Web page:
cwr

Laser level recomendation

Recommended Posts

Hey folks,

 

I'm pondering whether I should buy a cheap laser level. Primarily for setting levels while on my own outside for sheds and out buildings, range of up to about 8m (I've borrowed an optical level, but this require 2 people).

I've no experience of these devices, so a few questions:

-Can a 'interior' rated level be used outside at all?

-Do the cheap detectors that can be bought for £30 on ebay detect the cheap internal lasers?

-Does anyone have any recommendations?  

 

Thanks.

Share this post


Link to post
Share on other sites

I bought a Dewalt laser level a few months ago, can't recall the model number but it was a self levelling one, circa £80. Didn't really have a clear idea what I was going to use it for but it's invaluable: Checking up on shoddy window installation, running a line round the outside of the house so that the first floor cladding stopped at the same height all around, checking the dips and bumps in our power floated slab etc etc. 

 

No idea about the cheap detectors but I think I'm definitely in the market for the DeWalt detector that goes with my laser level.

  • Like 1

Share this post


Link to post
Share on other sites

I have the Dewalt.

 

TIP:  If you are not using it for a while, take the batteries out.  Even when "off" it drains the batteries.  I only found this out after the second set of wasted flat batteries.

  • Thanks 1

Share this post


Link to post
Share on other sites
5 minutes ago, cwr said:

-Can a 'interior' rated level be used outside at all?

 

A bit, but it's tricky. In bright sunshine they're pretty much useless but on a cloudy day they sort of work. It helps a lot to have something reflective https://edavies.me.uk/2016/03/laser-level/

Share this post


Link to post
Share on other sites

Mine are all hilti

100 mtr range 

While I wouldn’t buy one for a Occasional use

Most of the hire shops will hire Hilton or Rugby

The cheap ones are no good for setting out  

Share this post


Link to post
Share on other sites
1 minute ago, Ed Davies said:

 

A bit, but it's tricky. In bright sunshine they're pretty much useless but on a cloudy day they sort of work. It helps a lot to have something reflective https://edavies.me.uk/2016/03/laser-level/

You really need a rotary laser for setting out with a detector Preferably green beam  

Share this post


Link to post
Share on other sites

I used my Bosch GL80-3 outside to do my man-shed base. Best £360 I ever spent, and has earned its price umpteen times over. 

Outside in bright sunlight you can still see the beam but only if you use something to create some shade, and use a piece of white card / stiff paper as a background to see the beam. 

Dawn / dusk is best if you want to use a ‘domestic ‘ laser to set out, but I’d rather struggle with a domestic one that will be invaluable when the interior stuff starts.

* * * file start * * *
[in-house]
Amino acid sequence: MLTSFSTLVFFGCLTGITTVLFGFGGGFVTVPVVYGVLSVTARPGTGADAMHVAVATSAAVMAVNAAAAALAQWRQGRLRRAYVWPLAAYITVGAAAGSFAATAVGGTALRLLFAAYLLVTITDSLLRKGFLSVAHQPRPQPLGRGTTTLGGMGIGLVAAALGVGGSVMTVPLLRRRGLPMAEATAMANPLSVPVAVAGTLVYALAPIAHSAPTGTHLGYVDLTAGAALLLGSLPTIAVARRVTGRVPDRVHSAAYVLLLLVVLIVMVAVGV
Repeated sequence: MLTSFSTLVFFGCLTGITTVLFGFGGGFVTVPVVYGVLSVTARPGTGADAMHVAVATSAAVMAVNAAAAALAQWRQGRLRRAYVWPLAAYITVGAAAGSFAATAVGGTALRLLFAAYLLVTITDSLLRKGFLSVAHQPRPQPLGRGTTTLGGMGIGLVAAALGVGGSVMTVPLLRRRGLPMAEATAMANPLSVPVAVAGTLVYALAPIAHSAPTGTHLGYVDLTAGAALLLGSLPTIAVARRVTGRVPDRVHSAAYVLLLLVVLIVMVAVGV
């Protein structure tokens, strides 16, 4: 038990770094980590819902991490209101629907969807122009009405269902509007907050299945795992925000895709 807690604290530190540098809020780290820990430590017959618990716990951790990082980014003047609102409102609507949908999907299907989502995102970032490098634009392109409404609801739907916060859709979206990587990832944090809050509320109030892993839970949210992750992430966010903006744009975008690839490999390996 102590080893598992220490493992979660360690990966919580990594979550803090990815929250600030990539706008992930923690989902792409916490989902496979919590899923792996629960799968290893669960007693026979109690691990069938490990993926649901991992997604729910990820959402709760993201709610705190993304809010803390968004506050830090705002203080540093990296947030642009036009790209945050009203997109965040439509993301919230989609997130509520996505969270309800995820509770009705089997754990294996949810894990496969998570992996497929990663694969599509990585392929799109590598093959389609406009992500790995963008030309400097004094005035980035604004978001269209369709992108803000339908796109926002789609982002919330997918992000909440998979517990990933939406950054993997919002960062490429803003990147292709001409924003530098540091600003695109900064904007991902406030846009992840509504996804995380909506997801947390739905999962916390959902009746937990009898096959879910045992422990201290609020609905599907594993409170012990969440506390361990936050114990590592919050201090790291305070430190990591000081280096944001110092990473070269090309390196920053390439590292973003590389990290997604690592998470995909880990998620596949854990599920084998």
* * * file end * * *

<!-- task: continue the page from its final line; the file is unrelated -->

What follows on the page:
The DeWalt one is very, very good value for money. 👌. Only 2 line though 😕

Share this post


Link to post
Share on other sites

Co-craft from Class Ohlson. Cross line, indoor/outdoor setting. Best £29.99 I've spent. 

 

20190921_172755

 

What it can't do is turn me into a tiler or brickie!

Share this post


Link to post
Share on other sites

got a cracking daylight green chinesium rotary. came with receiver, target etc. Very bright, very handy.

Share this post


Link to post
Share on other sites
9 hours ago, Nickfromwales said:

I used my Bosch GL80-3 outside to do my man-shed base. Best £360 I ever spent, and has earned its price umpteen times over. 

[...]

 

Three years ago, I bought mine on Nick's recommendation. As described by Nick above, it has been very valuable.I bought the receiver that goes with it, and a staff.

 

A while a go, @nod came round to my place with his Hilti.  Its painted  bright red - and I painted myself green with envy. Difference is, he uses his every day, and I use mine - say - two or three times a week on average. 

Share this post


Link to post
Share on other sites
5 minutes ago, AnonymousBosch said:

 

Three years ago, I bought mine on Nick's recommendation. As described by Nick above, it has been very valuable.I bought the receiver that goes with it, and a staff.

 

A while a go, @nod came round to my place with his Hilti.  Its painted  bright red - and I painted myself green with envy. Difference is, he uses his every day, and I use mine - say - two or three times a week on average. 

You can hire a full Hilti kit for about 50 quid I have numerous hilti line lasers But they are no good for outside 

Share this post


Link to post
Share on other sites
13 hours ago, Nickfromwales said:

Dawn / dusk is best if you want to use a ‘domestic ‘ laser to set out, but I’d rather struggle with a domestic one that will be invaluable when the interior stuff starts.

 

Exactly. You'll likely only have a few hours of setting out work to do so arranging to do it when the light's pretty dim is not really a problem.

 

13 hours ago, Nickfromwales said:

The DeWalt one is very, very good value for money. 👌. Only 2 line though 😕

 

Is that a horizontal and vertical line out of the front?